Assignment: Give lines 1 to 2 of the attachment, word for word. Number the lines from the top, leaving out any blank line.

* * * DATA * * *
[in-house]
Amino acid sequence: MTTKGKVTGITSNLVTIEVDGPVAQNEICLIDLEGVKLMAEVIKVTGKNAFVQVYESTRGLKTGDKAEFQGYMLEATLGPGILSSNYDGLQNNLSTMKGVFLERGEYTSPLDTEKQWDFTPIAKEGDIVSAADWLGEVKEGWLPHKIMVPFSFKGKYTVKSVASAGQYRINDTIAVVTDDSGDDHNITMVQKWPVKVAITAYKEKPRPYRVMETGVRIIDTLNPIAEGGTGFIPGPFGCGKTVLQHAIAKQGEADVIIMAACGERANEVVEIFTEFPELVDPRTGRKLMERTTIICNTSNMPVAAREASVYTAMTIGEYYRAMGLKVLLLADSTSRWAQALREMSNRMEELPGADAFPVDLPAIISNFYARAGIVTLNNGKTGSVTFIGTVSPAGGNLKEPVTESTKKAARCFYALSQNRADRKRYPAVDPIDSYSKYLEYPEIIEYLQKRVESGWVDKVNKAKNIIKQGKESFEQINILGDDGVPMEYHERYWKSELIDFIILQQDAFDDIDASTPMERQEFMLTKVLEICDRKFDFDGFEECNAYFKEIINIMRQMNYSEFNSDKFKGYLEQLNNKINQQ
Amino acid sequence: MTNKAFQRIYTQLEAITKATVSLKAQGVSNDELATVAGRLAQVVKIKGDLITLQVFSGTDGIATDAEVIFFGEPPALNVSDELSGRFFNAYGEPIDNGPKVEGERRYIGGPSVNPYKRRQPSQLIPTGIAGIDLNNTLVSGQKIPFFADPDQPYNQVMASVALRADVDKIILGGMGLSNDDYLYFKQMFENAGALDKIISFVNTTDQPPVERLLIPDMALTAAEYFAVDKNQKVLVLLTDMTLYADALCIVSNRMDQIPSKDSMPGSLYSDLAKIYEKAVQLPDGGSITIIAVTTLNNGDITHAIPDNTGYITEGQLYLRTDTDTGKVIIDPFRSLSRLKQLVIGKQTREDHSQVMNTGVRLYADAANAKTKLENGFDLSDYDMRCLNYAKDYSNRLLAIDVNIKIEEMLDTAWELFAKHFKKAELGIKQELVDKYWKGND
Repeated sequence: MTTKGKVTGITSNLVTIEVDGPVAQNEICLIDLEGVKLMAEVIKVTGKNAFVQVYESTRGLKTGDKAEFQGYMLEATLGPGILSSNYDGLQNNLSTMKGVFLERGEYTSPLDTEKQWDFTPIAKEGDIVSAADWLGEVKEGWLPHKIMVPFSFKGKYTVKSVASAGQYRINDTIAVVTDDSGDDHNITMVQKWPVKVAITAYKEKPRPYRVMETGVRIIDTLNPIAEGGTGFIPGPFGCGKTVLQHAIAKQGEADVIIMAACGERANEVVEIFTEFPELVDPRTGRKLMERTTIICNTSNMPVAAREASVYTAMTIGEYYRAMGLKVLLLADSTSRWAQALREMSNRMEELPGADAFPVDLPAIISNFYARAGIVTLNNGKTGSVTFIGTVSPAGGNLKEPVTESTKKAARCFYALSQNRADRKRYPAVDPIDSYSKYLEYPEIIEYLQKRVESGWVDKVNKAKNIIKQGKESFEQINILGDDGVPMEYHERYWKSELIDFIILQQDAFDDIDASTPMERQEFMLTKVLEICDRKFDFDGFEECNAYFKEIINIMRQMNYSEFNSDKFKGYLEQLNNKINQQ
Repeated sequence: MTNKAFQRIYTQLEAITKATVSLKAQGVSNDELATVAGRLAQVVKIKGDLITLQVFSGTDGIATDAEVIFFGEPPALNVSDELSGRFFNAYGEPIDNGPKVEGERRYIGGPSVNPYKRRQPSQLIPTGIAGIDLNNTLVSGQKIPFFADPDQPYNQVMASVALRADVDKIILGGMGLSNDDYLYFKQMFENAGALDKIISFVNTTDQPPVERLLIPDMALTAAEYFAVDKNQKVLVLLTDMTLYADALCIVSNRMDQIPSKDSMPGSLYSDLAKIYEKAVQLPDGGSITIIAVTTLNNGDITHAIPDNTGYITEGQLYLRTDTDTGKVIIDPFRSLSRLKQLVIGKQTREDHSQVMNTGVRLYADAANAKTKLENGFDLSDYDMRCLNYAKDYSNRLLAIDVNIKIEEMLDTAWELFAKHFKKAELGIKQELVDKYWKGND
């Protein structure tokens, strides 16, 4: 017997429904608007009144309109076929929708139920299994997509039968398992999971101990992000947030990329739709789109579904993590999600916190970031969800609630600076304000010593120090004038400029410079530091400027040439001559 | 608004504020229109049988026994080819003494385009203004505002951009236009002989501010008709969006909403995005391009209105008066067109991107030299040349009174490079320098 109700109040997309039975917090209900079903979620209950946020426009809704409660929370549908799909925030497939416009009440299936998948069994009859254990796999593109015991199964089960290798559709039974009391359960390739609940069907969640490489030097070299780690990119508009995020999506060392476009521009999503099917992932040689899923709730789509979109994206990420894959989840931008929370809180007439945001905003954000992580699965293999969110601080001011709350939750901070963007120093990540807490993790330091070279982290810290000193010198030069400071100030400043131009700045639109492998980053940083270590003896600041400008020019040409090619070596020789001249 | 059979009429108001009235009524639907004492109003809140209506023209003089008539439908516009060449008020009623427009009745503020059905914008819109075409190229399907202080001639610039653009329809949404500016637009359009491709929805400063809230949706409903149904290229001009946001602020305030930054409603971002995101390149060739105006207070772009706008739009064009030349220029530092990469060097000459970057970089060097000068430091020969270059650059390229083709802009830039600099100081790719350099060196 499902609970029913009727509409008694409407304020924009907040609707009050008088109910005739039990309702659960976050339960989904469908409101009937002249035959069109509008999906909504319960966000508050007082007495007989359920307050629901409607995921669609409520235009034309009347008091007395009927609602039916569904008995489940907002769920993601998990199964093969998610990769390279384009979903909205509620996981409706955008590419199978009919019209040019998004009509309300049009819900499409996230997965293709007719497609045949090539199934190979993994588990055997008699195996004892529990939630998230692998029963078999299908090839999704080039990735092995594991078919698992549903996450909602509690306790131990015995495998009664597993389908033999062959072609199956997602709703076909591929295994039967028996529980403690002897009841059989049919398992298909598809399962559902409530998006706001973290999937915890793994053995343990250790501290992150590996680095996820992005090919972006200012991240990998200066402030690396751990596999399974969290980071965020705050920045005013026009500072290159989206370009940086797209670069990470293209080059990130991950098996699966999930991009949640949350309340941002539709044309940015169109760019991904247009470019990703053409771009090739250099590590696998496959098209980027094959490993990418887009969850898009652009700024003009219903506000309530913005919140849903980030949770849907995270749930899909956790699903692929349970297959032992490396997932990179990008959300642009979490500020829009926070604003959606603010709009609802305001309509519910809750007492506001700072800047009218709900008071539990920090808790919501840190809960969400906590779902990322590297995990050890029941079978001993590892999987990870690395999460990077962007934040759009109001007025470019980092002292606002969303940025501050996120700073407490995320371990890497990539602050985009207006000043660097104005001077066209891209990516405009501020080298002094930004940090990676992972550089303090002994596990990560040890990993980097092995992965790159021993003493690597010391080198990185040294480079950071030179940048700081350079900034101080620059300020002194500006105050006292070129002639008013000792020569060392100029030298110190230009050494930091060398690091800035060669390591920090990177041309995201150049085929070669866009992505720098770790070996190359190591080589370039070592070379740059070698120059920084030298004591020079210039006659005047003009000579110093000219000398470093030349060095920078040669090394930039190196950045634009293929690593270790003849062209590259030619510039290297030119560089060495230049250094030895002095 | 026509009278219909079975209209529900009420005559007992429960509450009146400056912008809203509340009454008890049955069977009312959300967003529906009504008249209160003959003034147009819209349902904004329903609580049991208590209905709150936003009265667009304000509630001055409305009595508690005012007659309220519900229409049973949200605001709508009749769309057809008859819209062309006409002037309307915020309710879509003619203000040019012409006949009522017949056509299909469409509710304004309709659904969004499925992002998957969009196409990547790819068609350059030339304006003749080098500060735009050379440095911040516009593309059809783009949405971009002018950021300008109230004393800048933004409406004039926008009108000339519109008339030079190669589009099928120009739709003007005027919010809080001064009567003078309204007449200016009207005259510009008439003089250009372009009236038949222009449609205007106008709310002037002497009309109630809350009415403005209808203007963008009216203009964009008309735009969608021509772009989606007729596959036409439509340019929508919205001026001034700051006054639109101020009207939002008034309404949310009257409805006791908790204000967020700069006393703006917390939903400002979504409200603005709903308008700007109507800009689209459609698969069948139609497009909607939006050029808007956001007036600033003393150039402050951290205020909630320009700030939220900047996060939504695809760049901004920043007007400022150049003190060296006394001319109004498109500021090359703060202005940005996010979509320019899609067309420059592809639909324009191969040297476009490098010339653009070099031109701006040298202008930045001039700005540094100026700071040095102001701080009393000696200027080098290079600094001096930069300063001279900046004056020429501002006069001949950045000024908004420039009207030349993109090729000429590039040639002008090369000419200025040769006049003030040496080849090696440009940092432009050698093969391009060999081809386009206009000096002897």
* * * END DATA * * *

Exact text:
[in-house]
Amino acid sequence: MTTKGKVTGITSNLVTIEVDGPVAQNEICLIDLEGVKLMAEVIKVTGKNAFVQVYESTRGLKTGDKAEFQGYMLEATLGPGILSSNYDGLQNNLSTMKGVFLERGEYTSPLDTEKQWDFTPIAKEGDIVSAADWLGEVKEGWLPHKIMVPFSFKGKYTVKSVASAGQYRINDTIAVVTDDSGDDHNITMVQKWPVKVAITAYKEKPRPYRVMETGVRIIDTLNPIAEGGTGFIPGPFGCGKTVLQHAIAKQGEADVIIMAACGERANEVVEIFTEFPELVDPRTGRKLMERTTIICNTSNMPVAAREASVYTAMTIGEYYRAMGLKVLLLADSTSRWAQALREMSNRMEELPGADAFPVDLPAIISNFYARAGIVTLNNGKTGSVTFIGTVSPAGGNLKEPVTESTKKAARCFYALSQNRADRKRYPAVDPIDSYSKYLEYPEIIEYLQKRVESGWVDKVNKAKNIIKQGKESFEQINILGDDGVPMEYHERYWKSELIDFIILQQDAFDDIDASTPMERQEFMLTKVLEICDRKFDFDGFEECNAYFKEIINIMRQMNYSEFNSDKFKGYLEQLNNKINQQ